Charlotte Edwards,BBC Business reporter

Reuters Singapore Airlines Plane seen landing on a runwayReuters

For passengers on board the SQ321 flight from London to Singapore, it was a terrifying experience when the plane was hit by severe turbulence.

A 73-year-old British man, Geoff Kitchen, died from a suspected heart attack, while dozens of others were injured.

Turbulence occurs when a plane hits air currents causing it to roll, pitch or drop suddenly. It is said to be becoming more common due to climate change.

Pilots have told the BBC severe turbulence events of this kind are extremely rare and described what they do and how they react when they hit.

Captain Chris Hammond, a retired pilot whose career has spanned 43 years, told the BBC that when an aircraft gets in to turbulence, pilots have to strap themselves in to a full harness and “think of an announcement that won’t upset the passengers too much”.

“If you can see it coming you can take it leisurely… if it’s clear air turbulence you’ve got to keep your fingers crossed,” he said.

“Clear air” turbulence is, as the name suggests, cloudless and cannot be seen. It is much more problematic as it’s very difficult to detect.

Emma Henderson, a former airline captain, explained that pilots can usually be warned or spot signs that turbulence is ahead.

She said in the case of the London to Singapore flight, it was “definitely much more likely” for the pilot to have had little warning.

“Not because of it being over the sea, it’s more because of the lack of flights around it.

“So, if you’re flying in busy European air space, for example, and there’s turbulence, pilots will talk to each other,” she explained.

“When you’re flying in a place where there’s very few other aircraft around, that information isn’t available so these things can happen without warning.”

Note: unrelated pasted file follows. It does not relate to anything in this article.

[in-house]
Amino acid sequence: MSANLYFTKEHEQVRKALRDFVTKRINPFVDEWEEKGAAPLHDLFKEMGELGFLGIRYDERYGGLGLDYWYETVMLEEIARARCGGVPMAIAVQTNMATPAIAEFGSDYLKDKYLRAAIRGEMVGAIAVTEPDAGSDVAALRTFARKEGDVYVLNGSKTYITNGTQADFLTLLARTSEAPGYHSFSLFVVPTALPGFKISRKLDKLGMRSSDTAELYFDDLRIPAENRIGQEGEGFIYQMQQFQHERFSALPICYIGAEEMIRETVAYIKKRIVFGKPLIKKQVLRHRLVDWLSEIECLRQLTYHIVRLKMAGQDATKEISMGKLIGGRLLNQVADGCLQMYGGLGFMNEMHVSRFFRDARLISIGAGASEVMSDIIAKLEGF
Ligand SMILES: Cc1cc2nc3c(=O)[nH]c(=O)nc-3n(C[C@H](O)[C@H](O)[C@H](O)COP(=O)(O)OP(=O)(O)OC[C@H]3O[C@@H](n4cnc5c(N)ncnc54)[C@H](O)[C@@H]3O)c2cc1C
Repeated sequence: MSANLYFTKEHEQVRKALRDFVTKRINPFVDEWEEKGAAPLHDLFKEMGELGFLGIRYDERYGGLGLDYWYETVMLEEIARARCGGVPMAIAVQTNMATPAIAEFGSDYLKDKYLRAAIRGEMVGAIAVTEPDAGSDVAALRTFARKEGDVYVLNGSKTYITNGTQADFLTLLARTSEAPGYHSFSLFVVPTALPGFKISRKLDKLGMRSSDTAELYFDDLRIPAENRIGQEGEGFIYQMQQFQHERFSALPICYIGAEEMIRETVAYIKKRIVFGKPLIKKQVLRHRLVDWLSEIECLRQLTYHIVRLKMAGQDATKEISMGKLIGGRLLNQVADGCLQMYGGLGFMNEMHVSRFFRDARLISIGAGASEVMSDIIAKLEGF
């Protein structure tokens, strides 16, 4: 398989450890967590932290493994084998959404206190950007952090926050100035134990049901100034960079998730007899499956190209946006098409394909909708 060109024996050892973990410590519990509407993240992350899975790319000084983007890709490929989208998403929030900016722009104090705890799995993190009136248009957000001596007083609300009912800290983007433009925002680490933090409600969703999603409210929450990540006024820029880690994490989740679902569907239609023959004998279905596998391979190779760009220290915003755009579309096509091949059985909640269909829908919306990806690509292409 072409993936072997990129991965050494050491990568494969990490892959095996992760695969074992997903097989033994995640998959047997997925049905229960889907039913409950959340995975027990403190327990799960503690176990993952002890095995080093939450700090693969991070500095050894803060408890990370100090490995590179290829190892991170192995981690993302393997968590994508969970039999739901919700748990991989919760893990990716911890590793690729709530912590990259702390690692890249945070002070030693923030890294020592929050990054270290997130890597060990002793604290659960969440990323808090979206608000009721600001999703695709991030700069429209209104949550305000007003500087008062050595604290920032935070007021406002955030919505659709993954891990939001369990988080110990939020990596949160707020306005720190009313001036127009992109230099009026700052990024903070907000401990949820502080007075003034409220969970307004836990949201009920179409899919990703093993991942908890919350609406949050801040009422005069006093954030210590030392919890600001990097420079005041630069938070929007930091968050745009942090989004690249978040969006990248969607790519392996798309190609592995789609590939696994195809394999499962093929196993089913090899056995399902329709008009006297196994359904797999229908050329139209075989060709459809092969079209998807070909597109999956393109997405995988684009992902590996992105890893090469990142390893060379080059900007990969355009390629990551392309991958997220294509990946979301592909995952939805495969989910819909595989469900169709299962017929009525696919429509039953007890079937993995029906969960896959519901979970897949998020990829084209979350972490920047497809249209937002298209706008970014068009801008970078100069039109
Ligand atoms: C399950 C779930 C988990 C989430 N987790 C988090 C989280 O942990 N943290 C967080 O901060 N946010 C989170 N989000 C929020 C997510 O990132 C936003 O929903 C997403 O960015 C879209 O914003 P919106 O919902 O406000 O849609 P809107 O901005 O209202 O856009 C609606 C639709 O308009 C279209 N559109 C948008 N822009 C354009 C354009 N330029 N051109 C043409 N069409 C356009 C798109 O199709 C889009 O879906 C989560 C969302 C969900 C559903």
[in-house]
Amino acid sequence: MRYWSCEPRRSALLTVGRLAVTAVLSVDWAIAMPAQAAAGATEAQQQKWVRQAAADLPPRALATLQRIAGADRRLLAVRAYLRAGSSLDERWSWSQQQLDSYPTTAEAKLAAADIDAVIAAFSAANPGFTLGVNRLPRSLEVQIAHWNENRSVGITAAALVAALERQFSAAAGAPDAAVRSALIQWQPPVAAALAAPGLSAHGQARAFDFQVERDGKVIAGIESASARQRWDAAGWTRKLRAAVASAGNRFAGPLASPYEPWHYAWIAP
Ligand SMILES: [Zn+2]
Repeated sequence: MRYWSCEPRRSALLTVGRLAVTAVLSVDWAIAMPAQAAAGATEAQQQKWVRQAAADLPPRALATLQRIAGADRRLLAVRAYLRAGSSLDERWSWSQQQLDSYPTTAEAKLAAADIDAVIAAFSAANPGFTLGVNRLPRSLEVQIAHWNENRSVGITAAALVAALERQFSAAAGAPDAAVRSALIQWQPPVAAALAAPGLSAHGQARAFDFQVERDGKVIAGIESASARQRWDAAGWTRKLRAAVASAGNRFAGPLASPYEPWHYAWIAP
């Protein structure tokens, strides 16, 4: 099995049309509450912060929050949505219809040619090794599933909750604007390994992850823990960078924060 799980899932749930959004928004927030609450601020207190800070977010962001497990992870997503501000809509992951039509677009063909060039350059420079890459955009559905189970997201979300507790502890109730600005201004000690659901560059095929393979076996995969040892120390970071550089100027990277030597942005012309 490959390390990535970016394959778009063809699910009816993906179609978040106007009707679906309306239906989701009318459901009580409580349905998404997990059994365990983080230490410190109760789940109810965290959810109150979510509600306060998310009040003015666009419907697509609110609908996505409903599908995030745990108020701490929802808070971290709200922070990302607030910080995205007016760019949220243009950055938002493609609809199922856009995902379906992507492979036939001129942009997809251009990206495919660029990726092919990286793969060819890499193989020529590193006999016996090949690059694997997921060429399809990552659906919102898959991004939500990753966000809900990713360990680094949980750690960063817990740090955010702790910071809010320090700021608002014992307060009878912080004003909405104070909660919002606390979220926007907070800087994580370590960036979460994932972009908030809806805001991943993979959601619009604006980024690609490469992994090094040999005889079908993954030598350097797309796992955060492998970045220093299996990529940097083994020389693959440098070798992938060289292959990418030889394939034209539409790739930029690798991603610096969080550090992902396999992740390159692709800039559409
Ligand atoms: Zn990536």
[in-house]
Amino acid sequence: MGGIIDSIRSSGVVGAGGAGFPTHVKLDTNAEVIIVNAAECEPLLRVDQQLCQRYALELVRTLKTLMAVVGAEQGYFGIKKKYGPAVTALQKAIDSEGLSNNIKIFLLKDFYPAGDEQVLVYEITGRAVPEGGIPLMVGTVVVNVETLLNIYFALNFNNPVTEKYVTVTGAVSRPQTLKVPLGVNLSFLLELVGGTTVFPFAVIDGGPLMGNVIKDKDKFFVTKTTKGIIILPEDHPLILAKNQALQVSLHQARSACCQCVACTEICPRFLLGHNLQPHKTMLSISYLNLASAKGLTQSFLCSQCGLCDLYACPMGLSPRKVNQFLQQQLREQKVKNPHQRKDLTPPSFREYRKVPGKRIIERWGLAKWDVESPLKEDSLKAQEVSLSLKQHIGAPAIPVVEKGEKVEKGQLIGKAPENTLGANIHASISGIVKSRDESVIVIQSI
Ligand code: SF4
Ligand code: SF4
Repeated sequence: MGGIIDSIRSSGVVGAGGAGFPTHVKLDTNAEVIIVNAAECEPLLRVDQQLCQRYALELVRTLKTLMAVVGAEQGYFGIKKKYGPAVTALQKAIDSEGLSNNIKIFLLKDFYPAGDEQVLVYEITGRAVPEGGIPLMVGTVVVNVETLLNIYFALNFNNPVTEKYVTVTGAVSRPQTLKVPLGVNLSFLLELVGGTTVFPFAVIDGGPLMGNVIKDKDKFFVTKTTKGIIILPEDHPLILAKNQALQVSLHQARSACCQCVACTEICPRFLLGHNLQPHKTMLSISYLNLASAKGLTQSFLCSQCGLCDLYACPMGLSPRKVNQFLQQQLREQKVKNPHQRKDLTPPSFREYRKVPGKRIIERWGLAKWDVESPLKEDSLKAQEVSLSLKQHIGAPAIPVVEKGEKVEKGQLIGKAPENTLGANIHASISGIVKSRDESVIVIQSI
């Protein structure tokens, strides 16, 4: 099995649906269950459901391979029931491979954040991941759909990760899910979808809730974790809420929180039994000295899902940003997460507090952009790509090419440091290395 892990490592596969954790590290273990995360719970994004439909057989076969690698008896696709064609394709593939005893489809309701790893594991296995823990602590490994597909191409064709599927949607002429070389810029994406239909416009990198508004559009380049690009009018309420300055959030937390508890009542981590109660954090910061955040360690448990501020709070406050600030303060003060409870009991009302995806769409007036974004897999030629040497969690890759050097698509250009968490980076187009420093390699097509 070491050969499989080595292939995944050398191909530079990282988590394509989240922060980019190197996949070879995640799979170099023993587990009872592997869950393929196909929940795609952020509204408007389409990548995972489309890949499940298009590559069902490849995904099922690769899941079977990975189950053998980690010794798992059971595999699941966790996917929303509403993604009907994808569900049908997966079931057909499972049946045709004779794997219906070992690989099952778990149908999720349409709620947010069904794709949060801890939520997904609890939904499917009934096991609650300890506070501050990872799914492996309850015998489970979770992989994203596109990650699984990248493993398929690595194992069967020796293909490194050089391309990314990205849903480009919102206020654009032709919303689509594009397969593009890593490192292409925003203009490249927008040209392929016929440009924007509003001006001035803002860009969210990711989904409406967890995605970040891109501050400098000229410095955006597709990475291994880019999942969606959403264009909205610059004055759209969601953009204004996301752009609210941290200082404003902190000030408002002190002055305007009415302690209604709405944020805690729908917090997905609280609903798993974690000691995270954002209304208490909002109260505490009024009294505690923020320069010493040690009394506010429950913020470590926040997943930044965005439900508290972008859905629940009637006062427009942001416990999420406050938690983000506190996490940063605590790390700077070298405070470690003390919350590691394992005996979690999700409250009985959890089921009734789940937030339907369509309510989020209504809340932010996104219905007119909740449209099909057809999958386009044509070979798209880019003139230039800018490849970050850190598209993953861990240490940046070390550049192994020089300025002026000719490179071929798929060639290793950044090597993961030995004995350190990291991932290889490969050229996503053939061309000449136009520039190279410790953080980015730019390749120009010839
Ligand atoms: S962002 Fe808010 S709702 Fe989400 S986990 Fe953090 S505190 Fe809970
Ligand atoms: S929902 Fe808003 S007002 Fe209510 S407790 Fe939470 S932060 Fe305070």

Captain Henderson noted that the seat belt signs on the flight had just been switched on so there must have been some indication that turbulence was approaching.

She doesn’t think there would have been a chance to give greater warning.

Both captains Henderson and Hammond have stressed that severe turbulence was something that happened very infrequently.

Captain Hammond, who is also a member of the British Airlines Pilot Association, said turbulence does not scare him but admitted it did cause some concern early on in his career.

He would previously think “how much can the plane take?” but now knows just how much aircraft can withstand, adding “the wings are supposed to flap up and down.”

Captain Hammond said the route of the Singapore Airlines plane is normally no more difficult to fly than any other.

“It was daylight and as far as I know it was the middle of the afternoon so that’s when you’d expect the maximum clouds to bubble up, but they’re the ones you can see quite easily on the radar.

“If you see a thunderstorm in front of you, you go around it. You don’t go through it under any circumstances,” he told the BBC’s The World Tonight.

“If you can’t actually go around it completely then you take precautions.”

Although injuries from turbulence are rare, they can be serious and deadly.

“Injuries from severe turbulence are relatively rare in the context of millions of flights operated. However, severe turbulence can be dramatic and lead to severe injuries or sadly, in this case, a fatality,” aviation expert John Strickland told the BBC’s World at One.

He stressed that aircraft are built to “withstand severe turbulence” and all crew onboard are trained in how they need to respond to it.

“Meteorological reports and radar are used to avoid known turbulence but there are occasions when this is not predictable,” Mr Strickland said.

The expert added some parts of the world are “more turbulence prone”.

He said flying above the South Atlantic, above Africa and the Bay of Bengal can be more turbulence-prone, based on his knowledge.

“It is not for nothing that airlines recommend keeping seat belts loosely fastened throughout a flight, be it long or short,” Mr Strickland said.

Seatbelts are the safety measure that both pilots put the most emphasis on.

Captain Hammond also emphasized the importance of the safety briefing before the flight.

“Listen, and if the cabin crew speak to you in that slightly higher voice: do what they say,” he added.

“The actual aircraft can handle quite extreme forces on it,” Captain Henderson said.

“That should be really reassuring for anyone. Aircraft are very strong and the pilots made a safe landing and that was the ultimate result of this flight.”

Ms Henderson said that “the biggest thing is seatbelts” and that they do make a difference.



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